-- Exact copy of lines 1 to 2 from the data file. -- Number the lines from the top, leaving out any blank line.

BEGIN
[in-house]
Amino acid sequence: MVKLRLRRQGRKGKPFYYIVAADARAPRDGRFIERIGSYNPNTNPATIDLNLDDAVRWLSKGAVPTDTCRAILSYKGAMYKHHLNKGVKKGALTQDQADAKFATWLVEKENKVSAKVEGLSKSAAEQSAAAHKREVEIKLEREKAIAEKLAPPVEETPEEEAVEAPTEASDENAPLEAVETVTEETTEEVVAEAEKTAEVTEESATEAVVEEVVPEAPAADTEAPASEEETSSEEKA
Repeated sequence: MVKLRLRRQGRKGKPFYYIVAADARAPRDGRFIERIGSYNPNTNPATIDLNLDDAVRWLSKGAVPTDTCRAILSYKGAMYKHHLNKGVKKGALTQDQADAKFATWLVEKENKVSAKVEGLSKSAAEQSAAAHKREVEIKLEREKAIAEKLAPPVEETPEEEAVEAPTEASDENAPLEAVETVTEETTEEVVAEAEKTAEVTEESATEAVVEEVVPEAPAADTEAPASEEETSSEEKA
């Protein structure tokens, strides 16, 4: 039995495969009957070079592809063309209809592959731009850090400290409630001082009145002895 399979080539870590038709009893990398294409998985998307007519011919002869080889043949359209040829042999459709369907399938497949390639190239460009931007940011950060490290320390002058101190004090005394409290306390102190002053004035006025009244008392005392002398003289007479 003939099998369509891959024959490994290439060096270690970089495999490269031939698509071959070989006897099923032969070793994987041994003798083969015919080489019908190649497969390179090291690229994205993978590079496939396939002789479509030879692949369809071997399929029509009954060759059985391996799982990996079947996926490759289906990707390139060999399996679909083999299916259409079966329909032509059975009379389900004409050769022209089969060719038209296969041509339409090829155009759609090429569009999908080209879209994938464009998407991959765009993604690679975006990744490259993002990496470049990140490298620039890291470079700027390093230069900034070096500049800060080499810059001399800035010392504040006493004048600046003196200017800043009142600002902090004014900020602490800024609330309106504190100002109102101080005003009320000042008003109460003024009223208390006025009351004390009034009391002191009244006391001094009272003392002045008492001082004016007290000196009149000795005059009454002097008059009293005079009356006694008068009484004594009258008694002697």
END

[in-house]
Amino acid sequence: MVKLRLRRQGRKGKPFYYIVAADARAPRDGRFIERIGSYNPNTNPATIDLNLDDAVRWLSKGAVPTDTCRAILSYKGAMYKHHLNKGVKKGALTQDQADAKFATWLVEKENKVSAKVEGLSKSAAEQSAAAHKREVEIKLEREKAIAEKLAPPVEETPEEEAVEAPTEASDENAPLEAVETVTEETTEEVVAEAEKTAEVTEESATEAVVEEVVPEAPAADTEAPASEEETSSEEKA